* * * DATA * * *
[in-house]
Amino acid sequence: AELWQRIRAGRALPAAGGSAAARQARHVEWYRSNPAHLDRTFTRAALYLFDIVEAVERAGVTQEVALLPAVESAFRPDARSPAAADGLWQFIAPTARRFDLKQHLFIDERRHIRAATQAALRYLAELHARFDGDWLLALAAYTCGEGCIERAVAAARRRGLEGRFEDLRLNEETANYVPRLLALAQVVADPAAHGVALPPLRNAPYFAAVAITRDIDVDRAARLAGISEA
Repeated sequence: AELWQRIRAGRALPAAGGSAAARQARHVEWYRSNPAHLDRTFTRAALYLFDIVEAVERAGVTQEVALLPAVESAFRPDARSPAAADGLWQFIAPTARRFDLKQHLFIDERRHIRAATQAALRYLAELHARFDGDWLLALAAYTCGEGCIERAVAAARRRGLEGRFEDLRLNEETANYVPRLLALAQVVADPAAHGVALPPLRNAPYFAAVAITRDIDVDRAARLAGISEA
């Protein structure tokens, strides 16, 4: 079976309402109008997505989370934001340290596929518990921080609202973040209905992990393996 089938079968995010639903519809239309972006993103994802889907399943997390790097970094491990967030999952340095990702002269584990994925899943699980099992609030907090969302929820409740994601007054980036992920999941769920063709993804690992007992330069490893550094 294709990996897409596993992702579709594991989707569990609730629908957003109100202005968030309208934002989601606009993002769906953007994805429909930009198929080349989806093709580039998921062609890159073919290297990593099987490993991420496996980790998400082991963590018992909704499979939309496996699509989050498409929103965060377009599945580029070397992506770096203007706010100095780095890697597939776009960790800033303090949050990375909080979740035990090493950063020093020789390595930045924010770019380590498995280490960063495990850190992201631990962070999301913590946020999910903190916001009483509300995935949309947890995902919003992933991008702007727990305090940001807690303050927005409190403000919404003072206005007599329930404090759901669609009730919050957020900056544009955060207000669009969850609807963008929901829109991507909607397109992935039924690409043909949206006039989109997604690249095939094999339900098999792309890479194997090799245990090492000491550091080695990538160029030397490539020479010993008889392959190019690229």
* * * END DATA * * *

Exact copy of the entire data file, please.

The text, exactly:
[in-house]
Amino acid sequence: AELWQRIRAGRALPAAGGSAAARQARHVEWYRSNPAHLDRTFTRAALYLFDIVEAVERAGVTQEVALLPAVESAFRPDARSPAAADGLWQFIAPTARRFDLKQHLFIDERRHIRAATQAALRYLAELHARFDGDWLLALAAYTCGEGCIERAVAAARRRGLEGRFEDLRLNEETANYVPRLLALAQVVADPAAHGVALPPLRNAPYFAAVAITRDIDVDRAARLAGISEA
Repeated sequence: AELWQRIRAGRALPAAGGSAAARQARHVEWYRSNPAHLDRTFTRAALYLFDIVEAVERAGVTQEVALLPAVESAFRPDARSPAAADGLWQFIAPTARRFDLKQHLFIDERRHIRAATQAALRYLAELHARFDGDWLLALAAYTCGEGCIERAVAAARRRGLEGRFEDLRLNEETANYVPRLLALAQVVADPAAHGVALPPLRNAPYFAAVAITRDIDVDRAARLAGISEA
């Protein structure tokens, strides 16, 4: 079976309402109008997505989370934001340290596929518990921080609202973040209905992990393996 089938079968995010639903519809239309972006993103994802889907399943997390790097970094491990967030999952340095990702002269584990994925899943699980099992609030907090969302929820409740994601007054980036992920999941769920063709993804690992007992330069490893550094 294709990996897409596993992702579709594991989707569990609730629908957003109100202005968030309208934002989601606009993002769906953007994805429909930009198929080349989806093709580039998921062609890159073919290297990593099987490993991420496996980790998400082991963590018992909704499979939309496996699509989050498409929103965060377009599945580029070397992506770096203007706010100095780095890697597939776009960790800033303090949050990375909080979740035990090493950063020093020789390595930045924010770019380590498995280490960063495990850190992201631990962070999301913590946020999910903190916001009483509300995935949309947890995902919003992933991008702007727990305090940001807690303050927005409190403000919404003072206005007599329930404090759901669609009730919050957020900056544009955060207000669009969850609807963008929901829109991507909607397109992935039924690409043909949206006039989109997604690249095939094999339900098999792309890479194997090799245990090492000491550091080695990538160029030397490539020479010993008889392959190019690229």